Basketball Strength Training, Part 2: Weight Training

Start your basketball weight training with three specific types of exercises. Are you including these exercises in your workout?

In a previous article, I discussed how to get more out of your basketball strength training. Here, I show you how to organize and balance your basketball weight training. Follow these guidelines during your basketball workouts to improve your performance on the court and prevent injury.

Basketball Weight Training

1. More Planks, Fewer Crunches

Your core's primary job is to stabilize your spine. When your spine is stabilized, it allows for more efficient movement of your legs and arms. When you jump, hop, sprint and move, power transfers up and down your body. A stable core reduces the amount of power lost in the transfer and produces faster, more powerful and more efficient movements. Planks are simply better for athletes than crunches.

How To

  • Focus on stabilization core exercises such as Planks, Side Planks and the Pallof Press
  • Avoid flexion exercises like Crunches or Sit-Ups

2. Increase Mobility

Mobility is more than flexibility; it combines flexibility and physical control. Sports require controlling your body during all ranges of motion. When you go for a steal or break into a sprint, your joints move to facilitate full range of motion. Your body has to be comfortable and strong in such positions. If mobility issues persist, you will be susceptible to injury and impaired performance.

How To

  • Perform mobility drills that improve ankle, hip, shoulder and thoracic spine (mid back) mobility
  • Incorporate mobility drills into your warm-up and cool down
  • Perform exercises through their full range of motion. Lower the weight if necessary
  • Focus on proper technique, not amount of weight

3. Focus on Hip-Dominant Exercises

Hip-dominant exercises include Deadlifts, RDLs, Clams, Glute Bridges and others that strengthen the hamstrings, glutes and hips. Knee-dominant exercises include Squats, Lunges, Step-Ups and others in which the primary mover is the knee. Knee-dominant exercises are important, but you should focus on the hips, because they are the most powerful muscle group in the body and the primary generators of force when running, jumping or changing direction. Also, strong and stable hips reduce the risk of injury to knees and ankles.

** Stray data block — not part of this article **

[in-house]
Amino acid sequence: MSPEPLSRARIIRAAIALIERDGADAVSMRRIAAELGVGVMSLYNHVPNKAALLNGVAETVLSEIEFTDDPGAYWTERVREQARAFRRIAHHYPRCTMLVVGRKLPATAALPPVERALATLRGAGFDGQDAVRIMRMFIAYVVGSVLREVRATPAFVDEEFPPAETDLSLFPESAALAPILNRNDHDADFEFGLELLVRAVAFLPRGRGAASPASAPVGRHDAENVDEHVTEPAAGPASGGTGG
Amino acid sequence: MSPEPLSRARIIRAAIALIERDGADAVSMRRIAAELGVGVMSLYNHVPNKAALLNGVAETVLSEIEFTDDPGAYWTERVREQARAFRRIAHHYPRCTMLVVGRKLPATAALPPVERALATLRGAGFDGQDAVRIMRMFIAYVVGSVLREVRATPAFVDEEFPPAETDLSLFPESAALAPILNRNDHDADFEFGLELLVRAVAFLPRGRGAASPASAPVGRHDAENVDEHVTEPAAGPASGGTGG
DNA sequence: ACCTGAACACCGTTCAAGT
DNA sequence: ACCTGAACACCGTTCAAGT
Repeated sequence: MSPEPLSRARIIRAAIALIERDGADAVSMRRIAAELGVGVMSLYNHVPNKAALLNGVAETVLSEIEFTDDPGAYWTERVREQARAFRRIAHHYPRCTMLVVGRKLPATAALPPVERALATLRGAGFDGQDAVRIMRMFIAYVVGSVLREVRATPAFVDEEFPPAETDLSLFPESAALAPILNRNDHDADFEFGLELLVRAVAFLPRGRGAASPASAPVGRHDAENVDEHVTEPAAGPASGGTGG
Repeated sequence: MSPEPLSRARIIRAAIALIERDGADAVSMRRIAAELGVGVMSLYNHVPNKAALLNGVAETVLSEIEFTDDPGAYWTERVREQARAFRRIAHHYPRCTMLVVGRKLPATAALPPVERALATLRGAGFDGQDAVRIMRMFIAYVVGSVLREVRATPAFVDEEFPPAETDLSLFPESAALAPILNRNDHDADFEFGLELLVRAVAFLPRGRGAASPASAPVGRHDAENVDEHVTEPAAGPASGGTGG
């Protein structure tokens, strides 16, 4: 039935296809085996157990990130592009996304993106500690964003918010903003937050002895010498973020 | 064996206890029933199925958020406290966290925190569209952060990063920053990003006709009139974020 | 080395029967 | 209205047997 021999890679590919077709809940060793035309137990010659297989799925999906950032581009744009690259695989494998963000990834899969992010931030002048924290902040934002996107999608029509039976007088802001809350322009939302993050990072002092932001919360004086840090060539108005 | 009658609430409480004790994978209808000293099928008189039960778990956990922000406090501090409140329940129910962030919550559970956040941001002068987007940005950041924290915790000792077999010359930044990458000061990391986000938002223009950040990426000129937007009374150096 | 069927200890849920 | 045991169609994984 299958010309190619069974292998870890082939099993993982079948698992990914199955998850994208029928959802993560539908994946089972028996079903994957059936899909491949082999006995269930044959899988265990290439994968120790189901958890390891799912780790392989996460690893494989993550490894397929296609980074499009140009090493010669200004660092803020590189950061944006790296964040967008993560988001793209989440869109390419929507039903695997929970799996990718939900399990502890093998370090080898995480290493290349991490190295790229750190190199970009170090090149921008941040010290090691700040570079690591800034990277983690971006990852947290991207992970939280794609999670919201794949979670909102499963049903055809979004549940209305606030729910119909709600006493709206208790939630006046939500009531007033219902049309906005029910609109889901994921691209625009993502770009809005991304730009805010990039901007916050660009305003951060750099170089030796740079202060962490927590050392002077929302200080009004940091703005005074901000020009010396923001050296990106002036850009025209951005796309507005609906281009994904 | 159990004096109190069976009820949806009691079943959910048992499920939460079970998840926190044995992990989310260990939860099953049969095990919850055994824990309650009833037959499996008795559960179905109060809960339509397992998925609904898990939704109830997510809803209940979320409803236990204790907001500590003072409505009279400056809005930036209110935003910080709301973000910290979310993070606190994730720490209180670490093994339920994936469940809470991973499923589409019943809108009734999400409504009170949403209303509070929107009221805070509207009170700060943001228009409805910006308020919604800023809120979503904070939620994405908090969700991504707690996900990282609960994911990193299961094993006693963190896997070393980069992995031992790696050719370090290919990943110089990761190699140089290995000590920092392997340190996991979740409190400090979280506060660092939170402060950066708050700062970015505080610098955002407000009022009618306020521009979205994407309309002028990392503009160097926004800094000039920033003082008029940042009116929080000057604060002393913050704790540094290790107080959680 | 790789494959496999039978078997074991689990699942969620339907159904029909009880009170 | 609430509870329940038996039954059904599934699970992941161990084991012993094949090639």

How To

  • Perform more hip-dominant exercises than knee-dominant exercises
  • Incorporate adduction (legs move toward center of body) and abduction (legs move away from center of body) exercises to improve side-to-side movement and prevent injury

4. Focus on Upper-Body Pulls

Athletes love to perform pushing exercises—like Push-Ups, Bench Presses and Overhead Presses—because they improve the physique in obvious ways. However, pulling exercises—like Rows, Pull-Ups and Chin-Ups—should be an athlete's main focus.

Excessive pushing causes bad posture and can lead to back pain and shoulder problems. Pulling exercises develop the back muscles, which are the foundation for your upper body. A strong back allows you to perform fast and powerful movements while maintaining balance and control in your upper body.

How To

  • Perform two pulling exercises for every pushing exercise
  • Pinch scaps together before pulling with arms to engage the back instead of the biceps

You have now learned how to organize your basketball weight training program. Take time to analyze and adjust your current workout. If you have any questions, send me a message on Facebook.


Photo Credit: Getty Images // Thinkstock

Topics: BASKETBALL TRAINING | BASKETBALL WORKOUTS | WORKOUTS | MOBILITY | POWER | EXERCISE | PRESS | SPRINT | INJURY | STABILIZE | RANGE OF MOTION | SPINE | WEIGHT TRAINING